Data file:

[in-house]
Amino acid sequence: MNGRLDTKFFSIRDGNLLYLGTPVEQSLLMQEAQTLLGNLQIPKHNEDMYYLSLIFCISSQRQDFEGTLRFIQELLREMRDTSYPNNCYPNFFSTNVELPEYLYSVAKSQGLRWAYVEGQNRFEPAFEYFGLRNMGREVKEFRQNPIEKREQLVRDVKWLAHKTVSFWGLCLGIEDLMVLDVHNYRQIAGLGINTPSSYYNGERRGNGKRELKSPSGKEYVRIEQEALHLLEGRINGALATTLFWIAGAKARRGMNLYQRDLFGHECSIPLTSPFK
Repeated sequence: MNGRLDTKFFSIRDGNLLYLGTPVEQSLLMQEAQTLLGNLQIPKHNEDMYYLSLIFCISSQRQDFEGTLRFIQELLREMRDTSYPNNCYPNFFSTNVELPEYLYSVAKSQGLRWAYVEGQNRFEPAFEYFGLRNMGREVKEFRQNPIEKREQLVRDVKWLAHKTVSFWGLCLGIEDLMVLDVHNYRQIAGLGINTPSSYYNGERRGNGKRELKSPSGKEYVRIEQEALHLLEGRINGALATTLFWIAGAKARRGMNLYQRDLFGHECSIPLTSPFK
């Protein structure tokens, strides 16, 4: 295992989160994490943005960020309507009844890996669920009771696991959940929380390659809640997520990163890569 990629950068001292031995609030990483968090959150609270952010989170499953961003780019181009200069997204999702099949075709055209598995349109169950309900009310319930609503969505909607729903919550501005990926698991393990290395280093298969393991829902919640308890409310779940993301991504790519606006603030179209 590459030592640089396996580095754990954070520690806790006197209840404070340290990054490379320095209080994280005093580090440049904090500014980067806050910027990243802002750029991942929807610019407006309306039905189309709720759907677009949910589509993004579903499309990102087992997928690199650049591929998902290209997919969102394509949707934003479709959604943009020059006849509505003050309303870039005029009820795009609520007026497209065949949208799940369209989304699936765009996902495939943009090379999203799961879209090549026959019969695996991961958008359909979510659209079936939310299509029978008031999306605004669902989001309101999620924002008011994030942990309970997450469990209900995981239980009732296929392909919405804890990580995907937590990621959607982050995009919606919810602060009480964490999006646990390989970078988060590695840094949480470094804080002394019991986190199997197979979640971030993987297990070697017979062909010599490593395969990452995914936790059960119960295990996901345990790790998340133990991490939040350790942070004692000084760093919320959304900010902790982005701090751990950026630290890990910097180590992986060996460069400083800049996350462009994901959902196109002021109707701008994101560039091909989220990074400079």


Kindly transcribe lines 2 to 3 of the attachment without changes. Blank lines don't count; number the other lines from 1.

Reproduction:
Amino acid sequence: MNGRLDTKFFSIRDGNLLYLGTPVEQSLLMQEAQTLLGNLQIPKHNEDMYYLSLIFCISSQRQDFEGTLRFIQELLREMRDTSYPNNCYPNFFSTNVELPEYLYSVAKSQGLRWAYVEGQNRFEPAFEYFGLRNMGREVKEFRQNPIEKREQLVRDVKWLAHKTVSFWGLCLGIEDLMVLDVHNYRQIAGLGINTPSSYYNGERRGNGKRELKSPSGKEYVRIEQEALHLLEGRINGALATTLFWIAGAKARRGMNLYQRDLFGHECSIPLTSPFK
Repeated sequence: MNGRLDTKFFSIRDGNLLYLGTPVEQSLLMQEAQTLLGNLQIPKHNEDMYYLSLIFCISSQRQDFEGTLRFIQELLREMRDTSYPNNCYPNFFSTNVELPEYLYSVAKSQGLRWAYVEGQNRFEPAFEYFGLRNMGREVKEFRQNPIEKREQLVRDVKWLAHKTVSFWGLCLGIEDLMVLDVHNYRQIAGLGINTPSSYYNGERRGNGKRELKSPSGKEYVRIEQEALHLLEGRINGALATTLFWIAGAKARRGMNLYQRDLFGHECSIPLTSPFK